TypograFriday: Linzie Hunter

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Linzie Hunter‘s handlettered spam subject line series made a lot of buzz in the blogs a year back (and are now available as a postcard book from Chronicle Books) but we’ve recently rediscovered more examples of her awesome lettering. More images and words after the jump.

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TypograFriday: Alida Rosie Sayer

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Whether or not you’ve read Slaughterhouse Five, with its four-dimensional Tralfamadorians who can see every instant of their lives at once, I think we can all appreciate the marvelously interesting dimensional typography Alida Rosie Sayer made using bits of its text.

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A recent graduate of the Glasgow School of Art, her work is thoughtful and interesting. There’s a short interview with her over at Yatzer. A few more of these Slaughterhouse Five pieces, a design for film titles, a beautifully reconfigured Yellow Pages, plus a of her influences after the jump.

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New cards in our etsy shop!

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Owen and I are really excited that we finally have birthday cards in our shop. We’ve been working on this card for a while and it didn’t seem quite right. But, then we switched it to Owen’s new favorite color scheme, and everything fell into place. The yellow is a lovely, slightly-shimmery metallic ink that looks great in person. Check it out here.

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help

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I was feeling a little uninspired and was clicking links trying to find an interesting and new (to me) blog, and came upon happy mundane. My mood was instantly improved when I saw the post about help. Help is a New York-based company that makes general first aid supplies — bandages, headache medicine, sleep aids, etc. — and makes them seem non-threatening, approachable and even friendly. They have lovely packaging that is compostable; it is made of molded paper pulp and a bio plastic made primarily of corn. Plus, they donate 5% of their profits to charities that help get healthcare for people without. Oh, and you should definitely check out the help, I’m bored section of the site.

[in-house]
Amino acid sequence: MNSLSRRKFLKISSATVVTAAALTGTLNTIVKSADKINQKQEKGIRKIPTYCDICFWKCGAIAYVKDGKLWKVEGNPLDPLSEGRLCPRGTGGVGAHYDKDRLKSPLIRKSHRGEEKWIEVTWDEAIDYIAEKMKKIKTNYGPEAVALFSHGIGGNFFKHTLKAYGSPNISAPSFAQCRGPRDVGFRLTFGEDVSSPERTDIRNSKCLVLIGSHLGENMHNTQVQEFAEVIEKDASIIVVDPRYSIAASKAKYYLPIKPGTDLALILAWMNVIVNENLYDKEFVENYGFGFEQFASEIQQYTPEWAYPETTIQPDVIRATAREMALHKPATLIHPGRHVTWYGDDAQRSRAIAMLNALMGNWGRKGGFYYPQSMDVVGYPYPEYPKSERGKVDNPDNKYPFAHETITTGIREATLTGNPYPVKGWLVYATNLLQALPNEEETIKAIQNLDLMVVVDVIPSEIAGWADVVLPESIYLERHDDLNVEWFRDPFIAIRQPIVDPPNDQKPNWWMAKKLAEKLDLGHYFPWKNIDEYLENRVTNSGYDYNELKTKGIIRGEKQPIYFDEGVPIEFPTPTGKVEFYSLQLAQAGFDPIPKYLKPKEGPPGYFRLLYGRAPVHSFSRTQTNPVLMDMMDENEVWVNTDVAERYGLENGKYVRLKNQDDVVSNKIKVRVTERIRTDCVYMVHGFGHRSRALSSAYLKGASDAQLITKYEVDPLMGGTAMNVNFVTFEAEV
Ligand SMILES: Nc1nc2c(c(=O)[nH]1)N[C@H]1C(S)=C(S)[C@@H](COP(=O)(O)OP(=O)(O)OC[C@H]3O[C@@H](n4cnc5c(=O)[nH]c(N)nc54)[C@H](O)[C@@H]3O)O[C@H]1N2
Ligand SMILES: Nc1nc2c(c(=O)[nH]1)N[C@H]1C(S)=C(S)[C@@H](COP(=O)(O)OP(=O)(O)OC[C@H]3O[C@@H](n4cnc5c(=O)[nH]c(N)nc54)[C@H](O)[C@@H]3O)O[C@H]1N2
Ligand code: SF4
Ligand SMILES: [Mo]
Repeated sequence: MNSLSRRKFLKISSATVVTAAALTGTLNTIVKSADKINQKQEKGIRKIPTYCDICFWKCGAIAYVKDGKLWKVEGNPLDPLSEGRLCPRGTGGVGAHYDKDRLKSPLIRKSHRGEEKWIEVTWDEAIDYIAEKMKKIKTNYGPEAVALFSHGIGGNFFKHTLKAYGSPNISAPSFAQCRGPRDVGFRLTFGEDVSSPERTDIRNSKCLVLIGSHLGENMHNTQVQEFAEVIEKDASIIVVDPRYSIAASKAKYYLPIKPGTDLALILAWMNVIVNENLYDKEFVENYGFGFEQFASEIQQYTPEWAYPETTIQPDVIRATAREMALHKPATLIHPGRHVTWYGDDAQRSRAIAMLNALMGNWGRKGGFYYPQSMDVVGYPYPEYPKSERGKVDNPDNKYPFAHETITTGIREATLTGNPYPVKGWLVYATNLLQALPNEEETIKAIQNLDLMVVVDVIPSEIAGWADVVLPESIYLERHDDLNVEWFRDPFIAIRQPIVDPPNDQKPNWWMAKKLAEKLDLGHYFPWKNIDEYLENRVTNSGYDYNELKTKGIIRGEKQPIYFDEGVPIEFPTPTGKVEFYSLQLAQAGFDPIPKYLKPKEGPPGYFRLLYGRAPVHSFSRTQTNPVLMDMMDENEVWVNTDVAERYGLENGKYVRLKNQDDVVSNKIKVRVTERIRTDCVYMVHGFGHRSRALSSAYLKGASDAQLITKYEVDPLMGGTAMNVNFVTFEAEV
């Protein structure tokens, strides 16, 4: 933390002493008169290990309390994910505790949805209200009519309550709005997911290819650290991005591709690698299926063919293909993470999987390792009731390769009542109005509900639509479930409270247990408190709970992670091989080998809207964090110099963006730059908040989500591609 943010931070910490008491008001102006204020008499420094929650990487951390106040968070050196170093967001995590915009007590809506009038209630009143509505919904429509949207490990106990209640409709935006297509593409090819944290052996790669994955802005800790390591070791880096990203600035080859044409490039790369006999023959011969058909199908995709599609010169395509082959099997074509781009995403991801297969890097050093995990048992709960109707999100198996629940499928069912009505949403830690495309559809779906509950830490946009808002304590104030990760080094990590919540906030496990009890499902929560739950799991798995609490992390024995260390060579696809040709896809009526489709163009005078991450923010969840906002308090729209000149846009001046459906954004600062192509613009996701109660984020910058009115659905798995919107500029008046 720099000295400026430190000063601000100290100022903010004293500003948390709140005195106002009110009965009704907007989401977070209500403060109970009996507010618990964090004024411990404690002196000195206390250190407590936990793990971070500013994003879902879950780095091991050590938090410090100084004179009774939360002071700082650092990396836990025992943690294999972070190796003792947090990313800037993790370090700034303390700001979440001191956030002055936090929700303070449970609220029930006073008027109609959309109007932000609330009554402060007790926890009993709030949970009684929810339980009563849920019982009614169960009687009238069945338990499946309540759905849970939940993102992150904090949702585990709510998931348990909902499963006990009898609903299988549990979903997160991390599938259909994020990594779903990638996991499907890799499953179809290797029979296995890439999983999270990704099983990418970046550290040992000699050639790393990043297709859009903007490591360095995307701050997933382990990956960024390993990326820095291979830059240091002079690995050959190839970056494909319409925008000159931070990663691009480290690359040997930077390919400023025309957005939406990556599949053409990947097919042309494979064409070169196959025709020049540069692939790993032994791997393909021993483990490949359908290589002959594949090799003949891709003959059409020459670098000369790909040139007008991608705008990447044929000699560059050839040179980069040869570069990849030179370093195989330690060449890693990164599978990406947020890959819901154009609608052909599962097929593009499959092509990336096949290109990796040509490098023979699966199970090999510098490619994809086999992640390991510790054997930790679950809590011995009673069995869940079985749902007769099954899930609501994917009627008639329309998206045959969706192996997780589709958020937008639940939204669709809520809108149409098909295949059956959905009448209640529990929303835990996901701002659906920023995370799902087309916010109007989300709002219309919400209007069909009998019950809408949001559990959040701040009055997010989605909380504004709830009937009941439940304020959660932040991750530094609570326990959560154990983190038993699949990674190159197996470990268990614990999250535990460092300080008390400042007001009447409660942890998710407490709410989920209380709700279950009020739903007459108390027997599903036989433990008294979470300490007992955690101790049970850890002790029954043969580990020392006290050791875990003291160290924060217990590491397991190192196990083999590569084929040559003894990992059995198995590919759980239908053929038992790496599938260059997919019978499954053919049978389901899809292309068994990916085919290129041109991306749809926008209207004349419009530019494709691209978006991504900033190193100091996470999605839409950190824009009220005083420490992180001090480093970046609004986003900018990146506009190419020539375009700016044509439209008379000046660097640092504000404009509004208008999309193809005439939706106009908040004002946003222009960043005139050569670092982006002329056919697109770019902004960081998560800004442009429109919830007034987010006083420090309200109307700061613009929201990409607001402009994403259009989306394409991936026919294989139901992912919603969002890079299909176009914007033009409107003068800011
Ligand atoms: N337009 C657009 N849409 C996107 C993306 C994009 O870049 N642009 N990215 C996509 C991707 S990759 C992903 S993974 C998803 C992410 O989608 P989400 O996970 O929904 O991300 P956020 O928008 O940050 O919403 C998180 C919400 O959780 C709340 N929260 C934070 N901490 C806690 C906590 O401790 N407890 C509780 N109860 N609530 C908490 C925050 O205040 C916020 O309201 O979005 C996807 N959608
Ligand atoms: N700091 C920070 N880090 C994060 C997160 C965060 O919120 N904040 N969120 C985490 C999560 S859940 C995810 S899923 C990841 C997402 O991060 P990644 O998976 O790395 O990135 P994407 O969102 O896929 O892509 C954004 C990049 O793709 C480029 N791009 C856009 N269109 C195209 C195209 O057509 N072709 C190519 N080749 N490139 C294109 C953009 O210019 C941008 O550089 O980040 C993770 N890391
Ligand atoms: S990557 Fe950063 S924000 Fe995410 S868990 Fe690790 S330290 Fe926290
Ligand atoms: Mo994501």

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TypograFriday: Misprintedtype

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Ah, grunge typography. Best remembered probably as a fad, a blip in time in the late nineties marked by David Carson making dire predictions about the end of print and the Plazm and Emigre folks mixing scripts and sans and serifs like hothouse flowers. However, grunge typography was not the pet rock of the typographic world: one still sees it in use today. It will continue to flourish wherever the designer wants to indicate a rejection of clean, mechanical modernism – these days the aesthetic has changed a bit from 7evenish grime to 21st century indie-craftiness. The king of the form? Eduardo Recife.

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Lots more after the jump.

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Buttermilk

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We’ve been holding off on posting about Jessica Hische’s awesome lettering because we wanted to see if she would participate in our artist interview series (something that would be much more likely if we actually contacted her). But, with today’s release of her first font Buttermilk, we felt at least a brief mention was in order. It is available at MyFonts for $49 — definitely worth checking out.

TypograFriday: Mostra Nuova